In 2014 Rice had about 1,150 students, over the school's official capacity. As of 2015 it was being used to house excess students from Roberts, Twain, and West University elementary schools, which were all at capacity.
The school opened with a partnership with Rice University. Since its opening the school has dual language instruction; all students learn in English and Spanish. When the school first opened, mathematics was used as a link to thread the curriculum throughout the various studies. The school had classes mixing multiple grades where students of different grades worked with one another. When the school opened it had the latest in computer technology. Classrooms were grouped in clusters, with each cluster having five classrooms. The school's full name, "The Rice School / La Escuela Rice," is bilingual. As of the 1994 opening, every sign within the school is in English and Spanish.
It is located on at the corner of Kirby Drive and North Braeswood Boulevard, with the campus west of Kirby Drive. When the school opened, the corner was wooded. The street leading into the school was named "Seuss Drive," after the children's literature author Dr. Seuss. The Rice School community suggested that the street be named after Dr. Seuss.
Taft Architects designed the 170,000-square-foot (16,000 m2) school building. The construction cost was $11 million. This two story, 167,000 square feet (15,500 m2) building was designed to facilitate the school's learning cluster model. An interior skylit plaza connects various areas of the school's. The administration area and the teacher resource center are connected to one another. Tim Fleck of the Houston Press said "In contrast to the rigidly institutionalized, boxed-in layout of most HISD schools, the Rice School is a marvel of light and space, projecting a sense of openness and possibility." Palm trees are located next to the school sidewalks. The school library is called a "Learning Arcade." Fleck says that the library is the centerpiece of the building. The school walls have pastel colors. 
The school building has an official capacity of 1,056 students.
When the school first opened, it had about 1,200 slots. To distribute the slots, the school used a racially balanced lottery that allocated about one thirds of the total slots to overflow students from West University Elementary School and two thirds of the total slots to other areas in the district, with priority for African American and Hispanic students. In addition the 2/3 portion was weighted for gender. About 70 openings were reserved for children of Rice University faculty and staff. There were no academic admission standards, leading the student body to initially include middle and low income African-Americans and Hispanics and wealthy Whites with varying ranges of ability.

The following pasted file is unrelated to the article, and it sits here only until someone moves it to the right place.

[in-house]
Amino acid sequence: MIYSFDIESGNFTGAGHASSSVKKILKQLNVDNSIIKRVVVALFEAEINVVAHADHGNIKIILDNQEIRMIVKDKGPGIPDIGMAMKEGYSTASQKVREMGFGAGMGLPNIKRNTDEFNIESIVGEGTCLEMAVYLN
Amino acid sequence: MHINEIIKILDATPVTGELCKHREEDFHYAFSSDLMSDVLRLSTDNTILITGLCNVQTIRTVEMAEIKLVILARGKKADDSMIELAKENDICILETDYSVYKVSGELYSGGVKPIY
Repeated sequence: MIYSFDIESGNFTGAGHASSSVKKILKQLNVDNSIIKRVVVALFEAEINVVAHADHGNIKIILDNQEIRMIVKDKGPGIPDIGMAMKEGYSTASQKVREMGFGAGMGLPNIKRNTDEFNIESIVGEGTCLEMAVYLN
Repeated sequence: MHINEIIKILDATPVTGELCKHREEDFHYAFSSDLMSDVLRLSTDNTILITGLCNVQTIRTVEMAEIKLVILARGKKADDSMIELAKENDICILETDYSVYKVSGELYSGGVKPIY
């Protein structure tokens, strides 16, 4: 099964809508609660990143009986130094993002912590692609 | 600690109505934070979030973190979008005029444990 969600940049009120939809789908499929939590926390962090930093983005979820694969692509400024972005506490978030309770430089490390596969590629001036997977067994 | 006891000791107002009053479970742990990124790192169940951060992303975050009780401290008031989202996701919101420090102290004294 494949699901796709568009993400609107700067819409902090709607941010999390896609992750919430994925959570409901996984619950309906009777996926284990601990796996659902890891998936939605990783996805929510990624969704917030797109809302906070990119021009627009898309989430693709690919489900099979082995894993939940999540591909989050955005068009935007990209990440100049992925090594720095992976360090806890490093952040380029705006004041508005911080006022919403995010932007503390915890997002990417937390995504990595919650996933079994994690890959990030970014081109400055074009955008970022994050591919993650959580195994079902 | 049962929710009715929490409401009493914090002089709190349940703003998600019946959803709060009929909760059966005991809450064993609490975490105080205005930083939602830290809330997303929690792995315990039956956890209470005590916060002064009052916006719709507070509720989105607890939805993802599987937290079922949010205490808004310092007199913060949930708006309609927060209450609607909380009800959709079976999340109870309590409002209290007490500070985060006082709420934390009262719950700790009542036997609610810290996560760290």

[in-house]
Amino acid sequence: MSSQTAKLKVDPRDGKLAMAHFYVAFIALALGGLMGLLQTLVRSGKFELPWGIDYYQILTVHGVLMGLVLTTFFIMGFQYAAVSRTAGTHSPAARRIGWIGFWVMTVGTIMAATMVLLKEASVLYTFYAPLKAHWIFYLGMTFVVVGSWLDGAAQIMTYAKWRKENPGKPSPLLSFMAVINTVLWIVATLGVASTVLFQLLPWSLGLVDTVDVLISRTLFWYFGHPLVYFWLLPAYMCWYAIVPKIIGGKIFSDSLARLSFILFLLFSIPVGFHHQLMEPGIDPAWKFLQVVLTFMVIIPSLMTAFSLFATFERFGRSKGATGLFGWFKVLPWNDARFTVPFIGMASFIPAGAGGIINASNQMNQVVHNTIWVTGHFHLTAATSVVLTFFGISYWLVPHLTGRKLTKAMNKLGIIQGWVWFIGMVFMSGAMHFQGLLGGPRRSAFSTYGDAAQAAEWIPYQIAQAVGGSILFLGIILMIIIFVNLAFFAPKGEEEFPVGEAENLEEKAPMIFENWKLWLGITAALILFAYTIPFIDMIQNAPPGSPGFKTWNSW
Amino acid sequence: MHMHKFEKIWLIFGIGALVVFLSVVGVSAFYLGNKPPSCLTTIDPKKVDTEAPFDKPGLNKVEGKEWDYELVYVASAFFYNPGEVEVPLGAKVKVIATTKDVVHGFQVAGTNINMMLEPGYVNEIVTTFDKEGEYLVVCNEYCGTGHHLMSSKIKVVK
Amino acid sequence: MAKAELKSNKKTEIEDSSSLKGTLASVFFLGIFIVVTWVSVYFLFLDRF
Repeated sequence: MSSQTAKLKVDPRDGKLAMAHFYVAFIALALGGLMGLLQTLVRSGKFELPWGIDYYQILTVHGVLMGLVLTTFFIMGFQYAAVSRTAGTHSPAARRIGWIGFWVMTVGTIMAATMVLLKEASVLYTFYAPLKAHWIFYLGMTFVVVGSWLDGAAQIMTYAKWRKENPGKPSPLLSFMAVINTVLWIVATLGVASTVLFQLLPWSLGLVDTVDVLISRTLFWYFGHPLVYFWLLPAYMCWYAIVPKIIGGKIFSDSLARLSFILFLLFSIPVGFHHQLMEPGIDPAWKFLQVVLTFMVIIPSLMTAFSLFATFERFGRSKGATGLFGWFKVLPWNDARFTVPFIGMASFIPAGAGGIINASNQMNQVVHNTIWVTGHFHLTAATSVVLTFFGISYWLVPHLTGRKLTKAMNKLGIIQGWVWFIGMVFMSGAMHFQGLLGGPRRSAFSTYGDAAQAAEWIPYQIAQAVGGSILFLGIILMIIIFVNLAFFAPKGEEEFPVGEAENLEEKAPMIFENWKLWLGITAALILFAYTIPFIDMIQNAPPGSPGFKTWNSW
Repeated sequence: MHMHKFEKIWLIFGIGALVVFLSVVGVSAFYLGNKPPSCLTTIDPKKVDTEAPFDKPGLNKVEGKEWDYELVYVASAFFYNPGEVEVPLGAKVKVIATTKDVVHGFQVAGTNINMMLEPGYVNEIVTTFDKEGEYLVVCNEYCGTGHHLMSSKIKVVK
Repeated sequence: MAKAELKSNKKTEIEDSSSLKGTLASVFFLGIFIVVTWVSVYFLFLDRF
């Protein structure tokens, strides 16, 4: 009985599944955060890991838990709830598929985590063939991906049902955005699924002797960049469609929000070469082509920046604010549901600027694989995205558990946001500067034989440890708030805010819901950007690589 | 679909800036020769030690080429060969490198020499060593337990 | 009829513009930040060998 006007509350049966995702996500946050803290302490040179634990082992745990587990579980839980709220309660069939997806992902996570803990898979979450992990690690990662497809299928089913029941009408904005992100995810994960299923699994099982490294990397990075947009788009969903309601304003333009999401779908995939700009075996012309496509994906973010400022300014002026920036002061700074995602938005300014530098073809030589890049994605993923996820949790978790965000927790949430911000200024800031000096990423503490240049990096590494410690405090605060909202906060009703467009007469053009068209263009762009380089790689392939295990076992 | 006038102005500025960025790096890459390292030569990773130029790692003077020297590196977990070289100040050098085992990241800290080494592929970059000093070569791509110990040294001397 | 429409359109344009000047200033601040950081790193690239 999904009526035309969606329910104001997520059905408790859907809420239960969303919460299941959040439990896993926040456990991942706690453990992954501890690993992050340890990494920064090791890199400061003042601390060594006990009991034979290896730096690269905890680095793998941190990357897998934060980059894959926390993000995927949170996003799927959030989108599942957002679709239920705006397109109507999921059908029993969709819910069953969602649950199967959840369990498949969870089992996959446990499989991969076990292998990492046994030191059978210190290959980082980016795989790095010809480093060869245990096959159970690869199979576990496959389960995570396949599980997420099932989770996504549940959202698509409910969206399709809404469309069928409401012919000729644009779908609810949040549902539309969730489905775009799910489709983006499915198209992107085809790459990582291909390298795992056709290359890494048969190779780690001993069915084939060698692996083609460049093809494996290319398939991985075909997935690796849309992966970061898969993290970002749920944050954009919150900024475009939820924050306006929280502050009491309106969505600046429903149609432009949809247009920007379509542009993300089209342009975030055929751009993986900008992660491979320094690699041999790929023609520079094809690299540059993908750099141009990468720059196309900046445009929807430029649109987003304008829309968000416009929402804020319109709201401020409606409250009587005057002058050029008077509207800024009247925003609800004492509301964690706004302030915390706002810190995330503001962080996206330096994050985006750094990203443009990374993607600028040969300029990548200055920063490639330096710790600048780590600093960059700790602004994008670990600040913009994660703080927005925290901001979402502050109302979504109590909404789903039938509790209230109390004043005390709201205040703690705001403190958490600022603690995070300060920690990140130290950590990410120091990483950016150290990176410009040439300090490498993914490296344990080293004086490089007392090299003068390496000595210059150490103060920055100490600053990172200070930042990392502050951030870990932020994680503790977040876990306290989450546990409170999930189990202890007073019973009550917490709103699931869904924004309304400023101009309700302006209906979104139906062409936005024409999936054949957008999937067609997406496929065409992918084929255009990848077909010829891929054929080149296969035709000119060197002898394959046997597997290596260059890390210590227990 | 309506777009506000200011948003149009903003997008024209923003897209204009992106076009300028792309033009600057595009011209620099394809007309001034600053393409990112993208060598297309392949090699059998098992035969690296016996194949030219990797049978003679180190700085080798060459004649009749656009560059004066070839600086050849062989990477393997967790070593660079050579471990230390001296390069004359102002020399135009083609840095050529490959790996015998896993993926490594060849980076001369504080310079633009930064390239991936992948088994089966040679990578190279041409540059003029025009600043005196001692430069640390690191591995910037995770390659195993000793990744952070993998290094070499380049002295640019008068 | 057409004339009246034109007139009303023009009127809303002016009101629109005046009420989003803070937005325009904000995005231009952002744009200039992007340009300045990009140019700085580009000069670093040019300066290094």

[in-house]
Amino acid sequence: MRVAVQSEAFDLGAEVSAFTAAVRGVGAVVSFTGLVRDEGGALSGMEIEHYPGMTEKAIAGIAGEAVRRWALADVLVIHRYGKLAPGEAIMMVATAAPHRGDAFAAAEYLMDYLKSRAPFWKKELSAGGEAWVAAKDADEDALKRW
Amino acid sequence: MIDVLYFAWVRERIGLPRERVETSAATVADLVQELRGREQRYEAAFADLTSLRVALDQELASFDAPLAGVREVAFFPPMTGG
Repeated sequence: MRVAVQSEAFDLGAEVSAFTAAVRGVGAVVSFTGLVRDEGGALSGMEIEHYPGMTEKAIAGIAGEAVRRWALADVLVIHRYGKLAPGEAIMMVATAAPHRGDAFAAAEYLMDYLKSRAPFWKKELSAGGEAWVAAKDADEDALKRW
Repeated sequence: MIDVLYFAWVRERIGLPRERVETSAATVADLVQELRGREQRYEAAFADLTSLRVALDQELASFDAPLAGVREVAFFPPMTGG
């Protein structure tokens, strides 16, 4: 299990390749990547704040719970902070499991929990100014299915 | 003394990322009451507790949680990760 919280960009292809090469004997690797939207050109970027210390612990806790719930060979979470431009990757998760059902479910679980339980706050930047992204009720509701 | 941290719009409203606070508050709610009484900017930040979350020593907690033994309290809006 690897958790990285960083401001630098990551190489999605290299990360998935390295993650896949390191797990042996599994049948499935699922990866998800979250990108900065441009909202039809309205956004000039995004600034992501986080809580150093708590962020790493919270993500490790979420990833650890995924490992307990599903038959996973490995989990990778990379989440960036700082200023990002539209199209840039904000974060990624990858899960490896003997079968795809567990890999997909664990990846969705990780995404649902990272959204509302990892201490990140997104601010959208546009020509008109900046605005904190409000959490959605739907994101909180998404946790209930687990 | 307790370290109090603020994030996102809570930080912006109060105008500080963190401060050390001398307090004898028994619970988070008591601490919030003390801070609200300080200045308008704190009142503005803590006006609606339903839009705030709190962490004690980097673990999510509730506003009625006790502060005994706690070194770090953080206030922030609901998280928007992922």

As of 2009 all Rice School students are admitted by magnet transfers.
Around 2009, the school typically has about 680 elementary school students and 470 middle school students. The students live throughout the school district, 90% of students go to and from school on school district-provided transportation. As of 2007, 90% of the students at Rice are racial and ethnic minorities (racial groups other than non-Hispanic white), and 60% are classified as low income students.
In 2002 Jocelyn Mouton, the Rice School principal, said that the K-8 setup allows eight grades to learn responsibility by tending to younger children, while younger children admire older children. She added that the format allows children to learn from both elementary and middle school teachers at the same time, starting with the first year. For most of the school day, middle school students are separated from elementary school students. When middle schoolers interact with elementary schoolers, middle schoolers are placed in mentorship positions over elementary school students.
When the school first opened in 1994, 50% of the students were White, 25% were Hispanic, and 25% were Black. At the time 72 children of Rice University employees attended the school. In 1996 the students were about 37% White, 33% Black, 27% Hispanic, and 3% Asian.
According to Nancy Ross, a former Rice School parent quoted in the Houston Press, originally the uniforms were to be white T-shirts and blue jeans. Ross said that, at social functions, she overheard wealthier parents express a preference for polo shirts and khakis similar to those worn by students of the St. John's School, a private school. Tim Fleck of the Houston Press said that this was an example of wealthier parents getting to "set the agenda" at Rice. The uniform, decided by parents and students, ultimately consisted of khaki trousers, shorts, and skirts and red, white, and blue polo shirts. The school's first fundraiser was a uniform assistance fund aimed at raising uniform money for 150 families.
Tops consist of red, white, or navy shirts with the school insignia. Trousers, shorts, and skirts must be khaki.